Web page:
The original Evil Dead trilogy is famous for its bizarre sense of humor and gregarious protagonist, Ash (Bruce Campbell). But, much like Jason’s iconic hockey mask, those elements originated in the sequels.
The original Evil Dead was a sincere attempt to make a scary horror movie. Whatever humorous elements it had were purely unintentional.
In fact, if you’ve listened to any of the 128 commentary tracks that have been recorded for the film over the years, you’ve heard the famous story about the poster. In the basement of the cabin is a torn poster for Wes Craven’s The Hills Have Eyes. THHE similarly features a torn post of Spielberg’s Jaws. The story goes that the torn Jaws poster was middle finger to Spielberg for making such a weak horror film. Raimi and company felt that their little film was likewise much scarier than The Hills Have Eyes (to be fair, they’re both pretty even).
All of that is to say that this rebooted Evil Dead may not be what you think of when you think ‘Evil Dead,’ but it is a faithful interpretation of the original. Faithful, but elevated. This time around, the characters actually have character. They have history, and motivation, and personality. They aren’t just pasty-faced cannon fodder.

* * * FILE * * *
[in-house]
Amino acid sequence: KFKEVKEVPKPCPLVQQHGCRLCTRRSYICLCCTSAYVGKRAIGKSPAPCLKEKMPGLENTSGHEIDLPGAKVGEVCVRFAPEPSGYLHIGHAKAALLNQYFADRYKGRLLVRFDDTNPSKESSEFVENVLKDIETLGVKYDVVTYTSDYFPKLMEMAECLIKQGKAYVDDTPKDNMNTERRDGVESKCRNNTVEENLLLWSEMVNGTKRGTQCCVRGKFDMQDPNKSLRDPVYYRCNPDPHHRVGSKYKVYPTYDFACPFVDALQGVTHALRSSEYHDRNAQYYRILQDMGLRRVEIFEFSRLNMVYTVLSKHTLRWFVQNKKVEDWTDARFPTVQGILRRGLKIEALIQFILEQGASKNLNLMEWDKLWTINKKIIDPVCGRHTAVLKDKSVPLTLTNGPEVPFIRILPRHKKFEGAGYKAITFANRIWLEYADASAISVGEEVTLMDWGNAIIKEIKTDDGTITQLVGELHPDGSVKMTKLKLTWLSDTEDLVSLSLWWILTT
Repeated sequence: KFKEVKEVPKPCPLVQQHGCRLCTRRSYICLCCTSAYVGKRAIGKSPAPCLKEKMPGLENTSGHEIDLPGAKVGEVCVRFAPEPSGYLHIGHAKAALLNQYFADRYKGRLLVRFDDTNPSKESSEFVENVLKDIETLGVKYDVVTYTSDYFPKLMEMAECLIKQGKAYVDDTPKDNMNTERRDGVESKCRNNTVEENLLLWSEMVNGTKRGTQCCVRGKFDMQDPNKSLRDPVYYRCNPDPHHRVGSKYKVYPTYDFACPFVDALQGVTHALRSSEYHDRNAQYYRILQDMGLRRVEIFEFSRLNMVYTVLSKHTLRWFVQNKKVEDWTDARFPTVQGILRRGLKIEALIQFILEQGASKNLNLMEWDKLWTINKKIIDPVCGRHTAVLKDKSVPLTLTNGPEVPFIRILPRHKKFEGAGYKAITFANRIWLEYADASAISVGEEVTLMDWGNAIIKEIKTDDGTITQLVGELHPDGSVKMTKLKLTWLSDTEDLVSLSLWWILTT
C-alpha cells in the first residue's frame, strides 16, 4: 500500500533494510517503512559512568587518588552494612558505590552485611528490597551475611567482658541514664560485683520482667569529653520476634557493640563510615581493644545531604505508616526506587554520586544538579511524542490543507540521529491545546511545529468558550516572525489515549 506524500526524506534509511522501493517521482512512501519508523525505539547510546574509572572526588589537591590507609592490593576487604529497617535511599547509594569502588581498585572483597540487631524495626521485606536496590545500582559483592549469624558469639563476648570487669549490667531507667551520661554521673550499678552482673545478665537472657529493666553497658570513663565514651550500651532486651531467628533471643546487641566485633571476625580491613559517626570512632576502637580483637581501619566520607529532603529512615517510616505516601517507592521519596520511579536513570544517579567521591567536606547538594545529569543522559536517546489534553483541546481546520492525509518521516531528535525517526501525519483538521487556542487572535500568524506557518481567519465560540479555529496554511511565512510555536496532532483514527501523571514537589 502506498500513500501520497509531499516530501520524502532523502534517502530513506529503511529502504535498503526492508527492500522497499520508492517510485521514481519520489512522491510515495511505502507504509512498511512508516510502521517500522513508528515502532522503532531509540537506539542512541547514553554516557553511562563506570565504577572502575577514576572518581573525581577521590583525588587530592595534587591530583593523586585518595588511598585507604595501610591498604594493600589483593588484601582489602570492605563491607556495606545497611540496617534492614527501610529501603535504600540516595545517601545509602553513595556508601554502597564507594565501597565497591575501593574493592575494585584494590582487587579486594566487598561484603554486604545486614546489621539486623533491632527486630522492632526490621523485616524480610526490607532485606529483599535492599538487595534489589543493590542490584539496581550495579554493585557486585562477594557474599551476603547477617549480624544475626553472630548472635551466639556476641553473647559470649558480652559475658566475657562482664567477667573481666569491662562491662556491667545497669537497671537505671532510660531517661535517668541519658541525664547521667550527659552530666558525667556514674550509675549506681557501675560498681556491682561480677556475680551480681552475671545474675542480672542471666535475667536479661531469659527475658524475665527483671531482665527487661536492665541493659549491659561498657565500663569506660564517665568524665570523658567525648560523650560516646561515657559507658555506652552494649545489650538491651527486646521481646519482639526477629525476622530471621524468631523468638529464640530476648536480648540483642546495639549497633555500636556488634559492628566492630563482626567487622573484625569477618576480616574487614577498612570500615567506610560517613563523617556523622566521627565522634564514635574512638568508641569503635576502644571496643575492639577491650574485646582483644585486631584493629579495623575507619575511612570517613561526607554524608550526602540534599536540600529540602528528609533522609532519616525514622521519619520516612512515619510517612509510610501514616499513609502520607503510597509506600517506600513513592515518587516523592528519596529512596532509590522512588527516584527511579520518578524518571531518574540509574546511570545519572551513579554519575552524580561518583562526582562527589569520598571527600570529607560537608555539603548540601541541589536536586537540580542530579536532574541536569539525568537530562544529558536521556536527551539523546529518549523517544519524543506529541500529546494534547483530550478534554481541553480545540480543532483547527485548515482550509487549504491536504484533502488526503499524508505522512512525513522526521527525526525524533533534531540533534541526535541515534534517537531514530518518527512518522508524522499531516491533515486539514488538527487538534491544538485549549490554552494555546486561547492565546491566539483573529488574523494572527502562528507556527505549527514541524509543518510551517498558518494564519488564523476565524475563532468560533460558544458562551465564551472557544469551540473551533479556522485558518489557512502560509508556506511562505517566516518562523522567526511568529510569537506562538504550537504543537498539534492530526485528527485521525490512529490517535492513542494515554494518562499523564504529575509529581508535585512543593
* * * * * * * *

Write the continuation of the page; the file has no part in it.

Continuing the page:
Many of the set-ups are straight out of the original (and its first sequel). The demon under the chained trapdoor to the basement, the tree root sexual assault, the hand removal; it’s all there. But new director Fede Alvares, having an actual budget to work with, is able to make them effective in a way that the rookie Raimi could only dream of.
Remakes are all about the balance. If you copy the original, then what’s the point; and if you change it entirely, then why not just make an original? You have to respect the original, but not be caged by it. Evil Dead finds that balance. In some ways, this movie reminds me of the reboot of Battlestar Galactica. It honestly evaluates the original, picks out what works, discards what doesn’t, and infuses it with modern storytelling techniques that didn’t exist at the time. The result is, objectively speaking, a much better film.
Of course, the original Evil Dead has a charm to it that the new one can’t touch. You can nitpick it all day long; but what they were able to accomplish with virtually no money and no professional experience is pretty damn impressive.
But with this new Evil Dead, I think we finally have the movie that Sam Raimi and Bruce Campbell intended to make, if only they had the money and technique to make it happen. Alvarez has crafted a film with an oppressive sense of hopelessness that somehow manages to stay engaging, surprising, and even fun. Yes, it has an added level of polish that makes it less intimate; but as a trade off for better characterization, acting, effects, and moodiness, I think it’s an acceptable loss.
The new Evil Dead is easily one of the best horror movies to come out in many years; but more importantly, it’s a worthy addition to the Evil Dead series.